March 13, 2014
Digest: A judge may purchase tickets and attend a fund-raising dinner for a not-for-profit organization that provides assistance and advocates for victims of domestic violence, subject to generally applicable limitations on judicial speech and conduct.
Rules: 22 NYCRR 100.2; 100.2(A); 100.3(B)(6); 100.3(B)(8); 100.4(A)(1)-(3); 100.4(C)(3)(b)(ii); Opinions 14-29; 13-185; 10-59; 04-91.
The inquiring judge asks whether he/she may attend a fund-raiser for a “not-for-profit organization that provides assistance and advocates for victims of domestic violence.” The fund-raiser is open to the general public and will be held at a local restaurant. The judge has explained that there is no admission fee for the event. Instead, all attendees order and pay for a meal “in the normal manner,” but all tips provided to the volunteer servers will be donated to the organization.1 The judge proposes to do the same, using his/her personal funds to pay for his/her meal and donation. The judge states that volunteers from the organization “sometimes attend my court and accompany complaining witnesses in domestic violence cases” before the judge. However, although the volunteers “may provide support for the complainant and may speak to the District Attorney regarding the case,” they have “no direct interaction with the court.”
A judge must always avoid even the appearance of impropriety (see 22 NYCRR 100.2) and must always act to promote public confidence in the judiciary’s integrity and impartiality (see 22 NYCRR 100.2[A]). A judge must avoid impermissible ex parte communications (see 22 NYCRR 100.3[B]) and must not make any public comment about a pending or impending proceeding in any court within the United States or its territories (see 22 NYCRR 100.3[B]). A judge may engage in extra-judicial activities that do not (1) cast doubt on the judge’s capacity to act impartially as a judge; (2) detract from the dignity of judicial office; or (3) interfere with the proper performance of judicial duties, and are not incompatible with judicial office (see 22 NYCRR 100.4[A]-). A judge must not be a speaker or guest of honor at a not-for-profit organization’s fund-raising events but may attend such events (see 22 NYCRR 100.4[C][b][ii]).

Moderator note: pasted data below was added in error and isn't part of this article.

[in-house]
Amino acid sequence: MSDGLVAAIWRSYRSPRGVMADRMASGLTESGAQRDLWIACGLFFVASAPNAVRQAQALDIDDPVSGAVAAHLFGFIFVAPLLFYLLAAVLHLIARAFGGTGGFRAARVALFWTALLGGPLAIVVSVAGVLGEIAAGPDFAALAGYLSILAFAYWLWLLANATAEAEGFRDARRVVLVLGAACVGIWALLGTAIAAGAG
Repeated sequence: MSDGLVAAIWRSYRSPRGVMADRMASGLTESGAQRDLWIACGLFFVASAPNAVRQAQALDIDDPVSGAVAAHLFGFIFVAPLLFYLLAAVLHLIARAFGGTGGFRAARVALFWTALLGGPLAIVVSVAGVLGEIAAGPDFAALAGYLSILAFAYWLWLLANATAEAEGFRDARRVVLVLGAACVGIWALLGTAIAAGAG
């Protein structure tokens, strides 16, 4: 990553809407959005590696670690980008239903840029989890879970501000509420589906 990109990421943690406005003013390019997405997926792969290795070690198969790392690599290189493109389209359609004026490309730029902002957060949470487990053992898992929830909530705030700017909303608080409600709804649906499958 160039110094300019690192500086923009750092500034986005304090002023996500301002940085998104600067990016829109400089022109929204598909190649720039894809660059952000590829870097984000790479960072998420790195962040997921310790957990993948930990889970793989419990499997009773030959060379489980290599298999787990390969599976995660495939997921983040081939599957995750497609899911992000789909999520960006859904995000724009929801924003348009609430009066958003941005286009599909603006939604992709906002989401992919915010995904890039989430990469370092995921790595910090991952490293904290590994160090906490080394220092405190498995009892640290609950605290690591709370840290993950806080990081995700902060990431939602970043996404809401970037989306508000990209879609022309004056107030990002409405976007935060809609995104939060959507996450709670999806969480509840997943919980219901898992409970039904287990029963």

The Committee has previously advised that a judge may purchase tickets and attend a fund-raising dinner for a not-for-profit organization which supports victims of child abuse and helps prepare them for court appearances, subject to generally applicable limitations on judicial speech and conduct (see Opinion 13-185).
Here, too, under the facts presented, it appears that the event itself is not “so extraordinarily one-sided in nature that [the judge’s] attendance would necessarily cast doubt on [the judge’s] ability to be impartial” (compare Opinion 13-185 with Opinions 10-59; 04-91). Accordingly, the inquiring judge may attend the event and make contributions to the organization. However, to avoid any possible appearance of impropriety, such as the appearance that the judge is permitting others to subject him/her to improper ex parte communications, the judge should absent him/herself if there is any discussion of a case that is currently pending before the judge (see Opinion 14-29; 22 NYCRR 100.2; 100.3[B]).
1 The judge states that the volunteer waitstaff are “often local celebrities or politicians.”